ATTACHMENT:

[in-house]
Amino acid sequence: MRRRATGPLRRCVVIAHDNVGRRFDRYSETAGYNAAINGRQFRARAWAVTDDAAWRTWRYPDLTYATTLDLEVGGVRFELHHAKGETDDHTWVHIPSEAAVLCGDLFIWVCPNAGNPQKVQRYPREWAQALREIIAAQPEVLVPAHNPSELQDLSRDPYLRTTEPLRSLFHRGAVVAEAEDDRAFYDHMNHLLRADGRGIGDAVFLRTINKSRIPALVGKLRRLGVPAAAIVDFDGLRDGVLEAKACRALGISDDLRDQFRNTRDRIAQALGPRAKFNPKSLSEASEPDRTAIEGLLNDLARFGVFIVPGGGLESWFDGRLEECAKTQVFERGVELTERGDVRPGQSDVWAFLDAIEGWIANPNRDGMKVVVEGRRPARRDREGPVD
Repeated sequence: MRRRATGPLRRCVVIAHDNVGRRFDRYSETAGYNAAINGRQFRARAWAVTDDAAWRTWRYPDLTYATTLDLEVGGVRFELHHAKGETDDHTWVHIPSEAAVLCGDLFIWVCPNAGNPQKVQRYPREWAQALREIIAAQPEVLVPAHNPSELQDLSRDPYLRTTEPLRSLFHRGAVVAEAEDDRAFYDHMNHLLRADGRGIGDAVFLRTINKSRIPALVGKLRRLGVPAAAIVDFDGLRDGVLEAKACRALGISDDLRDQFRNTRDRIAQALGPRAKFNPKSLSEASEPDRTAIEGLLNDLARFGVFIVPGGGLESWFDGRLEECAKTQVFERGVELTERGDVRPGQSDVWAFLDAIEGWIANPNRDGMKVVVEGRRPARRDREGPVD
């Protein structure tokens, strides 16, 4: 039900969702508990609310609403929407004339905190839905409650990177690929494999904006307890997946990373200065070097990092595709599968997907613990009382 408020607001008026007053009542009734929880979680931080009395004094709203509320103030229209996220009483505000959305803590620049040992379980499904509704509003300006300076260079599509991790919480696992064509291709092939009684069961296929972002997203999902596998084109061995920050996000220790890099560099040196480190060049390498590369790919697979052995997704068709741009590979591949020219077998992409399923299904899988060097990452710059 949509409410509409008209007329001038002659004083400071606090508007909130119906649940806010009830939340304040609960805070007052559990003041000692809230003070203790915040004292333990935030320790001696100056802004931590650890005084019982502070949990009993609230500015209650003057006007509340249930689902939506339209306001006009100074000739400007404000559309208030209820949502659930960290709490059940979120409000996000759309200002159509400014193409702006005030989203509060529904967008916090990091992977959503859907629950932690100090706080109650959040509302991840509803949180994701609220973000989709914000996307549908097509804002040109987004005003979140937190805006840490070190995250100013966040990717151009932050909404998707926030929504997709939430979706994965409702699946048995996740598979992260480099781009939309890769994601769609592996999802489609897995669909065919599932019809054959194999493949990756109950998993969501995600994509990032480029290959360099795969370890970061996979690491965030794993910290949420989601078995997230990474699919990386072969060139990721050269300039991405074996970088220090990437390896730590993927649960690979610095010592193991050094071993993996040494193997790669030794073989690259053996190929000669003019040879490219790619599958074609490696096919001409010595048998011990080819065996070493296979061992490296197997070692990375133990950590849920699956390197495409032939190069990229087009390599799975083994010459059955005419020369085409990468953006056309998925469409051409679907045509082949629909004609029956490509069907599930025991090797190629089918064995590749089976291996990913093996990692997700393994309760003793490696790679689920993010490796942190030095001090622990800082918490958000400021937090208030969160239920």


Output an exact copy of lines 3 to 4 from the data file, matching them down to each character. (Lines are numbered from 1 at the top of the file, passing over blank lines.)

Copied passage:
Repeated sequence: MRRRATGPLRRCVVIAHDNVGRRFDRYSETAGYNAAINGRQFRARAWAVTDDAAWRTWRYPDLTYATTLDLEVGGVRFELHHAKGETDDHTWVHIPSEAAVLCGDLFIWVCPNAGNPQKVQRYPREWAQALREIIAAQPEVLVPAHNPSELQDLSRDPYLRTTEPLRSLFHRGAVVAEAEDDRAFYDHMNHLLRADGRGIGDAVFLRTINKSRIPALVGKLRRLGVPAAAIVDFDGLRDGVLEAKACRALGISDDLRDQFRNTRDRIAQALGPRAKFNPKSLSEASEPDRTAIEGLLNDLARFGVFIVPGGGLESWFDGRLEECAKTQVFERGVELTERGDVRPGQSDVWAFLDAIEGWIANPNRDGMKVVVEGRRPARRDREGPVD
């Protein structure tokens, strides 16, 4: 039900969702508990609310609403929407004339905190839905409650990177690929494999904006307890997946990373200065070097990092595709599968997907613990009382 408020607001008026007053009542009734929880979680931080009395004094709203509320103030229209996220009483505000959305803590620049040992379980499904509704509003300006300076260079599509991790919480696992064509291709092939009684069961296929972002997203999902596998084109061995920050996000220790890099560099040196480190060049390498590369790919697979052995997704068709741009590979591949020219077998992409399923299904899988060097990452710059 949509409410509409008209007329001038002659004083400071606090508007909130119906649940806010009830939340304040609960805070007052559990003041000692809230003070203790915040004292333990935030320790001696100056802004931590650890005084019982502070949990009993609230500015209650003057006007509340249930689902939506339209306001006009100074000739400007404000559309208030209820949502659930960290709490059940979120409000996000759309200002159509400014193409702006005030989203509060529904967008916090990091992977959503859907629950932690100090706080109650959040509302991840509803949180994701609220973000989709914000996307549908097509804002040109987004005003979140937190805006840490070190995250100013966040990717151009932050909404998707926030929504997709939430979706994965409702699946048995996740598979992260480099781009939309890769994601769609592996999802489609897995669909065919599932019809054959194999493949990756109950998993969501995600994509990032480029290959360099795969370890970061996979690491965030794993910290949420989601078995997230990474699919990386072969060139990721050269300039991405074996970088220090990437390896730590993927649960690979610095010592193991050094071993993996040494193997790669030794073989690259053996190929000669003019040879490219790619599958074609490696096919001409010595048998011990080819065996070493296979061992490296197997070692990375133990950590849920699956390197495409032939190069990229087009390599799975083994010459059955005419020369085409990468953006056309998925469409051409679907045509082949629909004609029956490509069907599930025991090797190629089918064995590749089976291996990913093996990692997700393994309760003793490696790679689920993010490796942190030095001090622990800082918490958000400021937090208030969160239920």